Apr 2, 2013 8:11 PM by Zach Thaxton
Pikes Peak Region tourism leaders are bracing for the first summer tourism season since the Waldo Canyon Fire devastated parts of Colorado Springs and the Ute Pass Corridor last June. Video and photos of the fire and its effects were viewed by millions of people nationally and internationally, giving many the perception that Colorado Springs itself and the Pikes Peak Region by association had burned down.
"It didn't burn down," said Ryan Cole, Executive Director of Pikes Peak County Attractions. "We just really need to tell that story a little better." Cole says his organization, which promotes more than two dozen Pikes Peak Region attractions, needs to show the world that the attractions are still standing -- in near real-time. That means utilizing social media rather than traditional media such as TV or radio advertisements and billboards. "It's a little bit less expensive for us and the trackability is incredible," Cole said, "for us to be able to say, 'This person came from this area of the country.'"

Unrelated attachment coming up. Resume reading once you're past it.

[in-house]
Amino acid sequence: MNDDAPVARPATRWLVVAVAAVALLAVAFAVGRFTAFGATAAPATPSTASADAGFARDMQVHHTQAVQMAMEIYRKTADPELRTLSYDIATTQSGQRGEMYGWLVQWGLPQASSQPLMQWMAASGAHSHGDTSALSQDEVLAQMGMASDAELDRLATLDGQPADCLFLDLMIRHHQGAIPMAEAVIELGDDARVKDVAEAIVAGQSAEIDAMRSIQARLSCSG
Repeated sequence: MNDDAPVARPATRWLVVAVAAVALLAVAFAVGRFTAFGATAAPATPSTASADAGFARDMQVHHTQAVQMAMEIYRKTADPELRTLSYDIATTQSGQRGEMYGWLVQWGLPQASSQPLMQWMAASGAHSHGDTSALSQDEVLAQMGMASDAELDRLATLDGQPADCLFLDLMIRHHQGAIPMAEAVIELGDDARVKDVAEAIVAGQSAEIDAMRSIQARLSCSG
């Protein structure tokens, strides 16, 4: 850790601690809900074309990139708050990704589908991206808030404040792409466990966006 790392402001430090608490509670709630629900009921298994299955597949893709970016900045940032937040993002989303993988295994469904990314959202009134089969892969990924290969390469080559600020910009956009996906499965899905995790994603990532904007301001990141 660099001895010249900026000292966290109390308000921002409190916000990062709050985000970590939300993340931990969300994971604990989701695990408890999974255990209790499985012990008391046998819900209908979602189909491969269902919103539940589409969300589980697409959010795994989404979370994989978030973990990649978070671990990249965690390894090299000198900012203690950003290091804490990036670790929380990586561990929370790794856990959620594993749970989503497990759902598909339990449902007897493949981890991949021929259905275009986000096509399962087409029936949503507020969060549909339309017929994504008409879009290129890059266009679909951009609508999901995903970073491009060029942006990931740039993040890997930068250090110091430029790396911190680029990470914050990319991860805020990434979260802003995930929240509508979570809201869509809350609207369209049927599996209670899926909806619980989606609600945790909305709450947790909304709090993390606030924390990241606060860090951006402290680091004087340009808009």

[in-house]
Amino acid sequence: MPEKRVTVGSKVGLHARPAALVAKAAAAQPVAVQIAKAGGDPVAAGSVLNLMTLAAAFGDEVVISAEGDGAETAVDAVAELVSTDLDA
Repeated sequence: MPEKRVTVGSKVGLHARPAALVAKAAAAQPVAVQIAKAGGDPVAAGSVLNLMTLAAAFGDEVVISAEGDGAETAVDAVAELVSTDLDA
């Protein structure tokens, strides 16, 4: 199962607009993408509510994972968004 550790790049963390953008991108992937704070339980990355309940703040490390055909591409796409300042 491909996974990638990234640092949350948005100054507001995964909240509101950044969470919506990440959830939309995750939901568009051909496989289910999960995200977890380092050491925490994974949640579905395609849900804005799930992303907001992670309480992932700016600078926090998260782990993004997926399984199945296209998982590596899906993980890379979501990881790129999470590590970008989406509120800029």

Chelsy Murphy, spokesperson for the Colorado Springs Convention and Visitors Bureau, says her agency spent $200,000 after the fire to showcase Colorado Springs as being beautiful and open, but says near real-time sharing of tourists' photos is invaluable. "We're really great about partnering with people and asking them to go take live photos and there are apps that time-and-date stamp things, so really to say, 'We're not just saying this, we want to show you,'" Murphy said.